gms | German Medical Science

56. Jahrestagung der Deutschen Gesellschaft für Neurochirurgie e. V. (DGNC)
3èmes journées françaises de Neurochirurgie (SFNC)

Deutsche Gesellschaft für Neurochirurgie e. V.
Société Française de Neurochirurgie

07. bis 11.05.2005, Strasbourg

Neural progenitor cell migration and differentiation is affected by anti-angiogenic compounds

Beeinflussung von Migration und Differenzierung neuraler Vorläuferzellen durch anti-angiogenetische Substanzen

Meeting Abstract

  • corresponding author M. Kirsch - Neurochirurgie, Universitätsklinikum Dresden
  • L. Senenko - Neurochirurgie, Universitätsklinikum Dresden
  • C. Knaute - Neurochirurgie, Universitätsklinikum Dresden
  • O. Heese - Neurochirurgie, Universitätsklinikum Hamburg-Eppendorf
  • G. Schackert - Neurochirurgie, Universitätsklinikum Dresden
  • H. K. Schackert - Chirurgische Forschung, Universitätsklinikum Dresden

Deutsche Gesellschaft für Neurochirurgie. Société Française de Neurochirurgie. 56. Jahrestagung der Deutschen Gesellschaft für Neurochirurgie e.V. (DGNC), 3èmes journées françaises de Neurochirurgie (SFNC). Strasbourg, 07.-11.05.2005. Düsseldorf, Köln: German Medical Science; 2005. DocP149

The electronic version of this article is the complete one and can be found online at:

Published: May 4, 2005

© 2005 Kirsch et al.
This is an Open Access article distributed under the terms of the Creative Commons Attribution License ( You are free: to Share – to copy, distribute and transmit the work, provided the original author and source are credited.




Neural progenitor cells (NPC) have been used to track solid brain tumors in vivo as well as to express a therapeutic molecule intratumorally. In addition to their antitumoral properties, a restorative potential of these NPC is hoped for. We have investigated the use of local expression of the angiogenic inhibitor endostatin in a model of hematogenous cerebral melanoma metastases using neural progenitor cells as therapeutic vehicles. Concomitantly, we have investigated the effects of endostatin and of additional angiogenesis inhibitors (angiostatin, Su5416, Su5614, and Cox2-inhibitor) on in vivo migration and differentiation. In a second step, the therapeutic potential of Endostatin-transfected NPCs was investigated.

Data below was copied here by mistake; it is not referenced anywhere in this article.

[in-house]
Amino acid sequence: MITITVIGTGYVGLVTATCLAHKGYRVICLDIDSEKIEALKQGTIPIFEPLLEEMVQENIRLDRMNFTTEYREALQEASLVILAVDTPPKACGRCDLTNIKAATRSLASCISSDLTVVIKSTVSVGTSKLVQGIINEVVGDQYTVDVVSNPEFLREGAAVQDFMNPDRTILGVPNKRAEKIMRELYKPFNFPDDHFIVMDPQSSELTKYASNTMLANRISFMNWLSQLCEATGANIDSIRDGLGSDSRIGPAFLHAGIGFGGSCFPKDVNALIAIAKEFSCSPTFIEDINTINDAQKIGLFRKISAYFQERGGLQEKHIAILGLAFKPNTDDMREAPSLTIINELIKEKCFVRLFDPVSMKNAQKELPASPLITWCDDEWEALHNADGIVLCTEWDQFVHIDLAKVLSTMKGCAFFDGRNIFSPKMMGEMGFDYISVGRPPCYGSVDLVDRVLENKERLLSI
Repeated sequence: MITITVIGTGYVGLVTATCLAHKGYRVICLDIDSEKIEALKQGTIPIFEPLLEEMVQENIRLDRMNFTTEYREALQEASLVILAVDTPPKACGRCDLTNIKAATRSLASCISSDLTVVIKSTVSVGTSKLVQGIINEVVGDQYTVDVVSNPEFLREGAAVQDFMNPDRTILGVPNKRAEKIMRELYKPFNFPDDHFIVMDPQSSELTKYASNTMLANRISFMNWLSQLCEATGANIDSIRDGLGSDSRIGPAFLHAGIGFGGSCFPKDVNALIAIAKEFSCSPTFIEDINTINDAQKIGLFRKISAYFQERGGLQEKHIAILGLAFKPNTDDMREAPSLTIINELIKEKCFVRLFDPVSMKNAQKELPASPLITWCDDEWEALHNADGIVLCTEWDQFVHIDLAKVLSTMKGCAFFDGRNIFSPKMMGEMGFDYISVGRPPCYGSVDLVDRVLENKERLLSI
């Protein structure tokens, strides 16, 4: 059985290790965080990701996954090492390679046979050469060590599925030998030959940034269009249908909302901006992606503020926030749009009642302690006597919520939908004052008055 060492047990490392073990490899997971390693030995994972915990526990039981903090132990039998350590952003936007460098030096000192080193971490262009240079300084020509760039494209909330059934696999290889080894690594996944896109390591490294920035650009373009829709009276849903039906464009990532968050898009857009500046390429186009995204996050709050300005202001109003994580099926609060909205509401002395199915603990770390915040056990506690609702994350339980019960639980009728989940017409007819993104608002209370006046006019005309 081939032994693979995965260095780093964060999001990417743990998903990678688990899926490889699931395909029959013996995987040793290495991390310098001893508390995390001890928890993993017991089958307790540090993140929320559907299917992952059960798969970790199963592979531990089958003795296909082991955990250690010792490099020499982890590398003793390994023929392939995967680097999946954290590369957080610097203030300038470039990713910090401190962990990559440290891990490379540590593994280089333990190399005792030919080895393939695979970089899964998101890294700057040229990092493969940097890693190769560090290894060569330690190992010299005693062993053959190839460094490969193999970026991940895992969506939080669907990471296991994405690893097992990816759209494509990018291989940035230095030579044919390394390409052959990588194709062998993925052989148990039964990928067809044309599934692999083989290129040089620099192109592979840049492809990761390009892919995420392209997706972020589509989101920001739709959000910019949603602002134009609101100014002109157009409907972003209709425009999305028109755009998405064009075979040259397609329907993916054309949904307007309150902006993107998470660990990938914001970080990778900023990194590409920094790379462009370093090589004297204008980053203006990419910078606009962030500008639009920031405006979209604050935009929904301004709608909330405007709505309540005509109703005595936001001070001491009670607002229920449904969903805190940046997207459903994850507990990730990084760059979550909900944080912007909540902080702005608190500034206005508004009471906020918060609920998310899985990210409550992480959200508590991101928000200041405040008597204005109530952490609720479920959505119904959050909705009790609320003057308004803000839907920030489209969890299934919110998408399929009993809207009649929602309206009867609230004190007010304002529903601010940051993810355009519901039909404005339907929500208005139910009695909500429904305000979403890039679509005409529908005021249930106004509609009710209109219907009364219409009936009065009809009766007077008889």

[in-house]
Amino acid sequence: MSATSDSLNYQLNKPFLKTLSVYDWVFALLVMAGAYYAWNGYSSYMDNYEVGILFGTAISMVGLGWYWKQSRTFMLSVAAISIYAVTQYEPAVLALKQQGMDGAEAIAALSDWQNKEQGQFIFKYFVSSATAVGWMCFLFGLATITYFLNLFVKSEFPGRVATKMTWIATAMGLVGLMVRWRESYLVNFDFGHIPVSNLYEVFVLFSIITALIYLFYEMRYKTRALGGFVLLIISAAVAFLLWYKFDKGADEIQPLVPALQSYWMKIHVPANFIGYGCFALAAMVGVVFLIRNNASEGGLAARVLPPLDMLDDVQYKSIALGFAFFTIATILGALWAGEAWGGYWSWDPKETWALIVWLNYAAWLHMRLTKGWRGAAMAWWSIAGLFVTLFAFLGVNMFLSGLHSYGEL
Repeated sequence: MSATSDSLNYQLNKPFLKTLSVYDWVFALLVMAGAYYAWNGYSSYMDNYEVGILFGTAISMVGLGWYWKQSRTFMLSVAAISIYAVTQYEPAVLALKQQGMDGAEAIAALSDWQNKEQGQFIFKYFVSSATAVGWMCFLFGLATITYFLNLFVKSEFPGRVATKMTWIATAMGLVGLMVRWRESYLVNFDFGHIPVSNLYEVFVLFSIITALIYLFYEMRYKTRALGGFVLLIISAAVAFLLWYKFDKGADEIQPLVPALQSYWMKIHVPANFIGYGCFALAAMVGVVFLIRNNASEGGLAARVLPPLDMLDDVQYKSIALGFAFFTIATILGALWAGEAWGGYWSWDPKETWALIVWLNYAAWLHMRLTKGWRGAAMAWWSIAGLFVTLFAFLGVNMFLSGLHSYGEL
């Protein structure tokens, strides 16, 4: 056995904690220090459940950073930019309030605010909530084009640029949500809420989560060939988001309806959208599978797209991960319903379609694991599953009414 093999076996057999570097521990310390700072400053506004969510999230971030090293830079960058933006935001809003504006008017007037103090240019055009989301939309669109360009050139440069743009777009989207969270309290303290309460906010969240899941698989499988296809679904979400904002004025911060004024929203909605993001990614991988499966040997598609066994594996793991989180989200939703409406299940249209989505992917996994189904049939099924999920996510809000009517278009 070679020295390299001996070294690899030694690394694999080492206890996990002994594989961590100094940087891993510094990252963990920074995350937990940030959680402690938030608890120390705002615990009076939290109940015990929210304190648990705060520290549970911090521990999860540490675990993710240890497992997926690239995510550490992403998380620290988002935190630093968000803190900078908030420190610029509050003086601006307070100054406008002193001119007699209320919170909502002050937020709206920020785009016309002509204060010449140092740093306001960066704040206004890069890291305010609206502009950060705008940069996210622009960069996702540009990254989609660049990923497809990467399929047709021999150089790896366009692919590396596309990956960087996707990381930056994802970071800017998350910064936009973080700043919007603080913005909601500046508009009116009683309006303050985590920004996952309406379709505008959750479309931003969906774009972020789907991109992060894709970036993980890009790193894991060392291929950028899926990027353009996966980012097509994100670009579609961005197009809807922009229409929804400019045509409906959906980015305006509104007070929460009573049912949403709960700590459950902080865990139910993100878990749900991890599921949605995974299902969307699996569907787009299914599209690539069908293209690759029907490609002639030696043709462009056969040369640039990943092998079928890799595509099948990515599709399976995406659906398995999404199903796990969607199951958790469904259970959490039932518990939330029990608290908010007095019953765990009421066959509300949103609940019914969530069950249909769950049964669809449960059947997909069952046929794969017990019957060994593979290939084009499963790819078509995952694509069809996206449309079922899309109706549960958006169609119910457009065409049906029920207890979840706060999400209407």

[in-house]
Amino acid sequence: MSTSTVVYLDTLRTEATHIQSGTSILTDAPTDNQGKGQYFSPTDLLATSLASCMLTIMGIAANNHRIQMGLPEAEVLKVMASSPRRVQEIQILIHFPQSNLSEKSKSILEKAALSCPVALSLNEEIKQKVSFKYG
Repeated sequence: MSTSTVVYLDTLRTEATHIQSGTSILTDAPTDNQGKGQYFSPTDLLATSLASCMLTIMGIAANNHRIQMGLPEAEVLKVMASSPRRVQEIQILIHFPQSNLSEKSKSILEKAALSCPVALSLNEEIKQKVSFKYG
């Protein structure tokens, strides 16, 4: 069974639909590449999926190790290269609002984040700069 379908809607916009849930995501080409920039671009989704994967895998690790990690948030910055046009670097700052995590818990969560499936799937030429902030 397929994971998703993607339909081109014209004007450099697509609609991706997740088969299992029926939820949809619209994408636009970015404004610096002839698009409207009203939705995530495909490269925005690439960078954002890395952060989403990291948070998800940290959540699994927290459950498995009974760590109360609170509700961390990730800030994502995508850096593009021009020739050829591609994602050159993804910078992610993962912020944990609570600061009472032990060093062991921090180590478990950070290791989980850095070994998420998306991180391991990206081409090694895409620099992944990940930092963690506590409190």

Migration of NPCs was tested with a modified Boyden-chamber assay and a modified wounding assay. Endostatin levels were measured by ELISA. Proliferation and differentiation pattern were analyzed by immunohistochemistry using antibodies against GFAP, NeuN, Huc, MBP, GalC, nestin, vimentin, and Ki67. The primary NPC from GFP-transgene mice as well as the myc-immortalized C17.2 NPC line were exposed to murine recombinant endostatin and angiostatin, and the tyrosine kinase inhibitors Su5416 and Su5614. In a cerebral metastasis model using murine melanoma cells either injected into the internal carotid artery of mice or placed stereotactically into the frontal lobe, concomitant injection of NPCs with/without transgenic endostatin secretion. Survival was recorded and the brains were subjected to immunohistochemical analysis.


Endostatin and Su5614 led to a significant reduction in migration, whereas angiostatin and Su5416 did not alter migration. Phenotypic and proliferative changes compared to control cells were not observed. Endostatin-transfection of NPCs did not result in prolonged survival, although endogenous endostatin expression by tumor cells demonstrated survival advantage. Upon inspection of tumors, a reduced migration of NPCs into metastases were noted if compared to non-endostatin transfected NPCs.


Endostatin inhibited NPC migration. This observation concurs with the in vivo findings of reduced NPC homing towards the tumor and, therefore, abolishing the therapeutic properties of NPCs.